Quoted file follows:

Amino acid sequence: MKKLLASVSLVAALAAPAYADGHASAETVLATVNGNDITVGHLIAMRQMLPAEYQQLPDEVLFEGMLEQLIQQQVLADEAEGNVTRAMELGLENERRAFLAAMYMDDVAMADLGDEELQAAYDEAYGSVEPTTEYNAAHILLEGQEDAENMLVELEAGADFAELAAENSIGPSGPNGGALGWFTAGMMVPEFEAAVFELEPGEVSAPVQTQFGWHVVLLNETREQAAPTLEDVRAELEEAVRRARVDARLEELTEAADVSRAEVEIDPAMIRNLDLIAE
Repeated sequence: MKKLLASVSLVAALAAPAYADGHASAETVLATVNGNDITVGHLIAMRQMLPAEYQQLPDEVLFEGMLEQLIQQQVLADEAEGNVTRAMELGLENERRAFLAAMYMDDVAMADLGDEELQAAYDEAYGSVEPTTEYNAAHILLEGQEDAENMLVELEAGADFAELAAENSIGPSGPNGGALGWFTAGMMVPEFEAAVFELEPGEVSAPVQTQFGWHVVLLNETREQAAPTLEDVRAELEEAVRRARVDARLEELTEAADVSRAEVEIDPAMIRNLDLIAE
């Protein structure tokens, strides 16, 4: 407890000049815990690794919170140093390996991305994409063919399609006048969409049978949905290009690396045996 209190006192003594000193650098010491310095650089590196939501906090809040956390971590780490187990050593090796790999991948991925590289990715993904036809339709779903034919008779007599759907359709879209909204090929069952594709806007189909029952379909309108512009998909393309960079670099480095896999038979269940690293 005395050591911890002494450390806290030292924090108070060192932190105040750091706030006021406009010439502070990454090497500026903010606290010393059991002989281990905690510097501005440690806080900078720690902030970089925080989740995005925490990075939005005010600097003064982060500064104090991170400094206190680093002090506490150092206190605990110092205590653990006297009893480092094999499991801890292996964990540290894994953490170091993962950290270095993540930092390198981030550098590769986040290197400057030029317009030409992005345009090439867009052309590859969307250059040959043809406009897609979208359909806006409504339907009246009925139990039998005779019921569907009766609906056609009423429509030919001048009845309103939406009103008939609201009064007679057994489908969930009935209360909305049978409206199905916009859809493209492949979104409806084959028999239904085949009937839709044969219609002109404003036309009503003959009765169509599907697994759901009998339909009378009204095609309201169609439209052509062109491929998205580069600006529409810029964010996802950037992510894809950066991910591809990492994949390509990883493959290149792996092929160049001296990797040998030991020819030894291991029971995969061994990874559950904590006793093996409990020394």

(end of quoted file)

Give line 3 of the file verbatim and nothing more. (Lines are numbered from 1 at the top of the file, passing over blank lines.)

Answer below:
């Protein structure tokens, strides 16, 4: 407890000049815990690794919170140093390996991305994409063919399609006048969409049978949905290009690396045996 209190006192003594000193650098010491310095650089590196939501906090809040956390971590780490187990050593090796790999991948991925590289990715993904036809339709779903034919008779007599759907359709879209909204090929069952594709806007189909029952379909309108512009998909393309960079670099480095896999038979269940690293 005395050591911890002494450390806290030292924090108070060192932190105040750091706030006021406009010439502070990454090497500026903010606290010393059991002989281990905690510097501005440690806080900078720690902030970089925080989740995005925490990075939005005010600097003064982060500064104090991170400094206190680093002090506490150092206190605990110092205590653990006297009893480092094999499991801890292996964990540290894994953490170091993962950290270095993540930092390198981030550098590769986040290197400057030029317009030409992005345009090439867009052309590859969307250059040959043809406009897609979208359909806006409504339907009246009925139990039998005779019921569907009766609906056609009423429509030919001048009845309103939406009103008939609201009064007679057994489908969930009935209360909305049978409206199905916009859809493209492949979104409806084959028999239904085949009937839709044969219609002109404003036309009503003959009765169509599907697994759901009998339909009378009204095609309201169609439209052509062109491929998205580069600006529409810029964010996802950037992510894809950066991910591809990492994949390509990883493959290149792996092929160049001296990797040998030991020819030894291991029971995969061994990874559950904590006793093996409990020394």